Q: What do magazine submission guidelines mean when they ask that the query letter include clips of published articles?

A: The editor wants to see copies of articles you have written that have appeared in published form. The magazine wants to know, therefore, that other sources have published your articles and that you can write a good article. You can scan and send copies of articles (with your byline) that have appeared in newsletters, magazines, or newspapers, or you can even send a Word file for an article that appeared on the Internet; but if possible, include a link to the article. It is best to send the type of articles you are proposing. For example, if you are proposing a magazine article regarding your backpacking trip through Ireland, you would be wise to send clips of travel articles you have written that have appeared in other magazines.

If you have never had an article appear in printed form, you may volunteer to write articles for nonprofit publications, to get clips of your published work. Yes, getting paid to write can be difficult until you have already been published—the old Catch 22.

Q: I am putting together a travelogue as a coffee table book, and it requires me to purchase a few stock photos that are costly. I am wondering if I need to have a “finished” galley (exact photos and owned, in place) or just put copies of not-yet-licensed photos in the galley to be shown to an agent. If the agent sees the merit in my work, then I would purchase the photos.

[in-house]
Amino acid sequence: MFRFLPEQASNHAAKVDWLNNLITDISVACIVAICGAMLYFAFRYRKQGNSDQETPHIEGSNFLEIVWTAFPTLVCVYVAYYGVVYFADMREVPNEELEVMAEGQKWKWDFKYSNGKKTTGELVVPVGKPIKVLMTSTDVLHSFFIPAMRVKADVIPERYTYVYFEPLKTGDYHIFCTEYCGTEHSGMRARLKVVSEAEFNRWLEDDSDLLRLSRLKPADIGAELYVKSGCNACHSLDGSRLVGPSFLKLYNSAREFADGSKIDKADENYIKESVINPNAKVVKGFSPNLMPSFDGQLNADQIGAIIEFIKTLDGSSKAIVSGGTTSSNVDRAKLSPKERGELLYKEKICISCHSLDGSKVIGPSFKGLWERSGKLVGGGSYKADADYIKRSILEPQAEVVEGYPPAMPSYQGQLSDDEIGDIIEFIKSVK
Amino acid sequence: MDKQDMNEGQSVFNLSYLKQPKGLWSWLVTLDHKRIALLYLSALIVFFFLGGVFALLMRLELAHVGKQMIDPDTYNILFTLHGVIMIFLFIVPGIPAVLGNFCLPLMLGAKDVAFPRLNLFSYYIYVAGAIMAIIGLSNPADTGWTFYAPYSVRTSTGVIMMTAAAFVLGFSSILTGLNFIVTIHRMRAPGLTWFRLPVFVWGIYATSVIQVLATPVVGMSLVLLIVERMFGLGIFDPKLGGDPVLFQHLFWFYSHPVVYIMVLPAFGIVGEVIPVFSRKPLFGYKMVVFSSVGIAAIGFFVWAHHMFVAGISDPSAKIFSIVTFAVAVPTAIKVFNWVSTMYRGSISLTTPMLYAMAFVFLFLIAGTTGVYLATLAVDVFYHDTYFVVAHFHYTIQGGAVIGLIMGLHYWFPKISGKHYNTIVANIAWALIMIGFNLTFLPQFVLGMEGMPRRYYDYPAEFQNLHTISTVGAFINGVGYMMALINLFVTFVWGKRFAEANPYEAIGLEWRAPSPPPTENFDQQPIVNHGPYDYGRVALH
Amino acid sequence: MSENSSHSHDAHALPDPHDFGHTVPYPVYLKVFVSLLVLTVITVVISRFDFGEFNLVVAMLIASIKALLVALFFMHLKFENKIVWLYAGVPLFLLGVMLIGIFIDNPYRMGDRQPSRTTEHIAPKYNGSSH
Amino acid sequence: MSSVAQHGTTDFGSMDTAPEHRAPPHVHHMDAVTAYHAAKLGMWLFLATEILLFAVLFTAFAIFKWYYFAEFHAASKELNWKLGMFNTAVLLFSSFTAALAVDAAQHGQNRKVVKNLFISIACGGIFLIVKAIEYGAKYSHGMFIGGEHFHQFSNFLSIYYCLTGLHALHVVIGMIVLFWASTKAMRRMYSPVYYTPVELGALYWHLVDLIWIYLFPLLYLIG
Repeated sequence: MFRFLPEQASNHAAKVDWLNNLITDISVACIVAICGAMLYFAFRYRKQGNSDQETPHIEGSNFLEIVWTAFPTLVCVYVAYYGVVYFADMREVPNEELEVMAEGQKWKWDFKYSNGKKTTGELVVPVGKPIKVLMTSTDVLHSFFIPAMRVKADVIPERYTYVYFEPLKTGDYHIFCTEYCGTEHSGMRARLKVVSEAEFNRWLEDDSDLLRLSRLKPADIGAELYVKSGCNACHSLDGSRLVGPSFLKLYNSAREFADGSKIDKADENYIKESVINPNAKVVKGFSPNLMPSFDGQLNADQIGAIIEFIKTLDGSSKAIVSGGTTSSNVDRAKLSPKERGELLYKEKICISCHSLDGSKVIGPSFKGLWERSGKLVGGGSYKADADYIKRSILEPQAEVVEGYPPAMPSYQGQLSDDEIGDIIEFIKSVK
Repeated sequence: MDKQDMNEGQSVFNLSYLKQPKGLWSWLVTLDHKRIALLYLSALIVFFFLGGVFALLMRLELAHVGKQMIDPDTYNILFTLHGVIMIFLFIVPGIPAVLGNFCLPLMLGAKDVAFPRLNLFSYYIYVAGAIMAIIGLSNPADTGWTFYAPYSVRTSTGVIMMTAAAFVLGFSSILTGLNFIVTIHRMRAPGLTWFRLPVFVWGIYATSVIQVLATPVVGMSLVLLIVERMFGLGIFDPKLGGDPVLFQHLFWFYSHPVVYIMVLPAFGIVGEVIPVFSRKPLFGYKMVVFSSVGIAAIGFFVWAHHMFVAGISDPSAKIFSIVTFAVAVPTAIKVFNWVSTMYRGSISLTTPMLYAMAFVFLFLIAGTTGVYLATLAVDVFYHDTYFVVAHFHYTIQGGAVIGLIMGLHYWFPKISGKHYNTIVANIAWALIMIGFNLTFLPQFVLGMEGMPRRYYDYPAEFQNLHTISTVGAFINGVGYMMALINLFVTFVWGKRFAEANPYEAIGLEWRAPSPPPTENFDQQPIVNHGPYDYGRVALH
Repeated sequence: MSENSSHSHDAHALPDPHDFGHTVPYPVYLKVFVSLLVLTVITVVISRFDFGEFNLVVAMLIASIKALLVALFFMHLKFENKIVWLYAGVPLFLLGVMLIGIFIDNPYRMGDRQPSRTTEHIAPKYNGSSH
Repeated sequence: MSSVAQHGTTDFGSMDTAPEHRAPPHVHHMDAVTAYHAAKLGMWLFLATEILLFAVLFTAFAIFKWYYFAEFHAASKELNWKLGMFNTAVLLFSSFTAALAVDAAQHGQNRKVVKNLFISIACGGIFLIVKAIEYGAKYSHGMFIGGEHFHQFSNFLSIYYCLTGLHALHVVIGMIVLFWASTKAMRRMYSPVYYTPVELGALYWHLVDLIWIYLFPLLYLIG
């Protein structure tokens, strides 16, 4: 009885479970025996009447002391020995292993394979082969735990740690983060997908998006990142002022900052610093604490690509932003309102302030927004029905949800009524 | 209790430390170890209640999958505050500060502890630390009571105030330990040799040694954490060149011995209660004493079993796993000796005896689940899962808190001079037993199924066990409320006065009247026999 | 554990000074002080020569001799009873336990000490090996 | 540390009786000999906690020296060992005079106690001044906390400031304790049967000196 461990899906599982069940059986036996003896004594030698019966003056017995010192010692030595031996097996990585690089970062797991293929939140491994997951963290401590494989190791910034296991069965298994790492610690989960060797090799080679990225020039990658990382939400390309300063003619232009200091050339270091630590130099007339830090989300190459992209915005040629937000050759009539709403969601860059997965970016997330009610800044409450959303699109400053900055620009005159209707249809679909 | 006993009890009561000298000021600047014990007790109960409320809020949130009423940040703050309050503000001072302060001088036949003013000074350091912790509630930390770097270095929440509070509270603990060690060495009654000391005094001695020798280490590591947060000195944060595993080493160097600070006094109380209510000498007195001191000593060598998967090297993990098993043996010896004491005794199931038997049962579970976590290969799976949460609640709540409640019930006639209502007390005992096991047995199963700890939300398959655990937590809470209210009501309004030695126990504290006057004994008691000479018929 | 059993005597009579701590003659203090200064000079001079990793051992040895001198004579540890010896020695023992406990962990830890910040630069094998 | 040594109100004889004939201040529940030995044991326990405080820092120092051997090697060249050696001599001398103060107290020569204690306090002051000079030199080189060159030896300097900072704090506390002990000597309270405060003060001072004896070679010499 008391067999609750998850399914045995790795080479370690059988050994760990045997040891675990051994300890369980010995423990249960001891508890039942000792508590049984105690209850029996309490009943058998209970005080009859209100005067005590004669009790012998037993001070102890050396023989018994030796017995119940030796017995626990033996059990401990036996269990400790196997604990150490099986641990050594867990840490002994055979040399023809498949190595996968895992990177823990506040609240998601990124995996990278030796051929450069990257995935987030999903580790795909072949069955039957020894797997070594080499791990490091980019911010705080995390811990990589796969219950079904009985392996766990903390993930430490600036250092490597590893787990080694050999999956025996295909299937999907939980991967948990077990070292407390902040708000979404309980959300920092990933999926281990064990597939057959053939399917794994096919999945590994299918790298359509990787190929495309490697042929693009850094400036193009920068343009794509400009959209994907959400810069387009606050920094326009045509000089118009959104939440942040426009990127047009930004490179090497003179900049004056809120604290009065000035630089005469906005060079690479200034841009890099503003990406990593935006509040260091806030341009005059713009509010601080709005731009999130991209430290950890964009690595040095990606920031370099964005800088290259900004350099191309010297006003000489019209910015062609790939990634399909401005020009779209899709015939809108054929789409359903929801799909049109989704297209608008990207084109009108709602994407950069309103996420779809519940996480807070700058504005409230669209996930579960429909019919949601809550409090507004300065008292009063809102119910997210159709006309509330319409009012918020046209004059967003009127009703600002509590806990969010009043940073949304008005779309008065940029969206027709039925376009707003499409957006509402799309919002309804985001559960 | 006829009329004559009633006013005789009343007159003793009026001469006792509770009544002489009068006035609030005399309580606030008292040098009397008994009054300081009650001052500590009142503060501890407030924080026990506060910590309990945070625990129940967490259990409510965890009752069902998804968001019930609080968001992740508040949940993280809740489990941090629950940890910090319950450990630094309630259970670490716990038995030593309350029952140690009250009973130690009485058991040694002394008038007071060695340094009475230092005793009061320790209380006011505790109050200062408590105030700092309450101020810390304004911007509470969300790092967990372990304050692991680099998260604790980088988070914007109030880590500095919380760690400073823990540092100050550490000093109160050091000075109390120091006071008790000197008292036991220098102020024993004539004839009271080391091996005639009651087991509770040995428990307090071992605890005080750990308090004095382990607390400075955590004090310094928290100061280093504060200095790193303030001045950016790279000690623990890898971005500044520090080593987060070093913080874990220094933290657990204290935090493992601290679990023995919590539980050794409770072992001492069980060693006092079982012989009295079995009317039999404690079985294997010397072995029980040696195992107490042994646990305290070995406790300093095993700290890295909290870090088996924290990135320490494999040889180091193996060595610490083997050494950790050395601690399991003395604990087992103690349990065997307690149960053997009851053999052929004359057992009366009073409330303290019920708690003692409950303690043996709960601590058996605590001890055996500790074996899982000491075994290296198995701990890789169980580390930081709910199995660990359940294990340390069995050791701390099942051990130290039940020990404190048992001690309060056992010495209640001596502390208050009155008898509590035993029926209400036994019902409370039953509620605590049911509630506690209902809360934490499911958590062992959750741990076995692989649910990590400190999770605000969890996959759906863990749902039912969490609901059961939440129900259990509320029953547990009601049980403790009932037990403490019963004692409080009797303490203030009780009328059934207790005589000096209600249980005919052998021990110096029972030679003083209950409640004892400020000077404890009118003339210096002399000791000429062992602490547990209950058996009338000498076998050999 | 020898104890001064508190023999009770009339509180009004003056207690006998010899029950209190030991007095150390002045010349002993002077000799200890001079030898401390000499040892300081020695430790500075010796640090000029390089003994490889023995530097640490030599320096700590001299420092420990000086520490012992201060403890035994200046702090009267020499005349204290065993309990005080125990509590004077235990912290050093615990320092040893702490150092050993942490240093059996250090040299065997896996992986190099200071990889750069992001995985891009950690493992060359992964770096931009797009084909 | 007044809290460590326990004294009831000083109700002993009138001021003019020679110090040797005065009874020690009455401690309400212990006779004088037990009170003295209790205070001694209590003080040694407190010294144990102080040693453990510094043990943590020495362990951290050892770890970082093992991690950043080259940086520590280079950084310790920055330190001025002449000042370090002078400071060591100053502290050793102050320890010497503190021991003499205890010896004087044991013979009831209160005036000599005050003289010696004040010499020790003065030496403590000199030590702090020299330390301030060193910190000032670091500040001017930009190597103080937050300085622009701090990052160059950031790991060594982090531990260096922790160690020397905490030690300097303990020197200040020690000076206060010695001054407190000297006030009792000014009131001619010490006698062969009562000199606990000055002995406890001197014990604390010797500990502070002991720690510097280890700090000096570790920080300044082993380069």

My second question is this: where online can I find a travel editor and a food editor? My search online has been time-consuming.

A: First, it is my opinion that the purpose of a coffee table book is to feature original artwork and photography, so I am not sure why the book needs stock photos. Perhaps it should not be a coffee table book, if you do not have the artwork to support it. Nevertheless, when the author is not an illustrator or photographer, publishers usually provide the artwork, so you may not have to buy any art to sell your manuscript. You may suggest artwork, but if the publisher likes a manuscript, it will usually procure the art you want or provide something even better.

I am not sure what you mean by a food editor or a travel editor. Do you mean an acquisitions editor with a publishing house that publishes travel books and cookbooks, or a manuscript editor who will edit the manuscript for punctuation, grammar, and style? If you want to find an acquisitions editor, use to search for agents and publishers. The site charges a small fee, but it provides a huge database you can easily search.

If you want to a manuscript editor, I am one, and hundreds more can be found through any search engine on the Internet. Simply search for “book editor” or “manuscript editor,” or if your book needs editing for concept, clarity, and/or organization, search under “book doctor.” To learn about my services, credentials, and prices, go to

Bobbie Christmas, book editor and owner of Zebra Communications, will answer your questions, too. Send them to Read more Ask the Book Doctor questions and answers at